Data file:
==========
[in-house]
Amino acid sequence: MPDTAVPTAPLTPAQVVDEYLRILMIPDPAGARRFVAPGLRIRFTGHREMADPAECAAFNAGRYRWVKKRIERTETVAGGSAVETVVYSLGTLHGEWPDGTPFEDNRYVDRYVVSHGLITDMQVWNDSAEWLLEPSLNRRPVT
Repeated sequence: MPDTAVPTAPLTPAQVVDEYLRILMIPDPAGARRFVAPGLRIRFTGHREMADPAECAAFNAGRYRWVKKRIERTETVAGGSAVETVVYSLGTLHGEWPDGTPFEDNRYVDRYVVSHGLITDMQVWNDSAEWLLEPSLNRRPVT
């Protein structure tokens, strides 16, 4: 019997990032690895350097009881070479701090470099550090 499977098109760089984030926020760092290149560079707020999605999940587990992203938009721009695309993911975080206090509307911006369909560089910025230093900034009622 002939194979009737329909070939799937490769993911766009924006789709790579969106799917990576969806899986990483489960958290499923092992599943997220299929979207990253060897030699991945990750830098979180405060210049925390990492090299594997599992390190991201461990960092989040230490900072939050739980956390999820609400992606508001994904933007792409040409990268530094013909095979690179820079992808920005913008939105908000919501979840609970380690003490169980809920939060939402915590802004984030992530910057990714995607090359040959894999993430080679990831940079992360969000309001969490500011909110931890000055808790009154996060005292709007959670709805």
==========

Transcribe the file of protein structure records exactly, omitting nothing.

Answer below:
[in-house]
Amino acid sequence: MPDTAVPTAPLTPAQVVDEYLRILMIPDPAGARRFVAPGLRIRFTGHREMADPAECAAFNAGRYRWVKKRIERTETVAGGSAVETVVYSLGTLHGEWPDGTPFEDNRYVDRYVVSHGLITDMQVWNDSAEWLLEPSLNRRPVT
Repeated sequence: MPDTAVPTAPLTPAQVVDEYLRILMIPDPAGARRFVAPGLRIRFTGHREMADPAECAAFNAGRYRWVKKRIERTETVAGGSAVETVVYSLGTLHGEWPDGTPFEDNRYVDRYVVSHGLITDMQVWNDSAEWLLEPSLNRRPVT
């Protein structure tokens, strides 16, 4: 019997990032690895350097009881070479701090470099550090 499977098109760089984030926020760092290149560079707020999605999940587990992203938009721009695309993911975080206090509307911006369909560089910025230093900034009622 002939194979009737329909070939799937490769993911766009924006789709790579969106799917990576969806899986990483489960958290499923092992599943997220299929979207990253060897030699991945990750830098979180405060210049925390990492090299594997599992390190991201461990960092989040230490900072939050739980956390999820609400992606508001994904933007792409040409990268530094013909095979690179820079992808920005913008939105908000919501979840609970380690003490169980809920939060939402915590802004984030992530910057990714995607090359040959894999993430080679990831940079992360969000309001969490500011909110931890000055808790009154996060005292709007959670709805």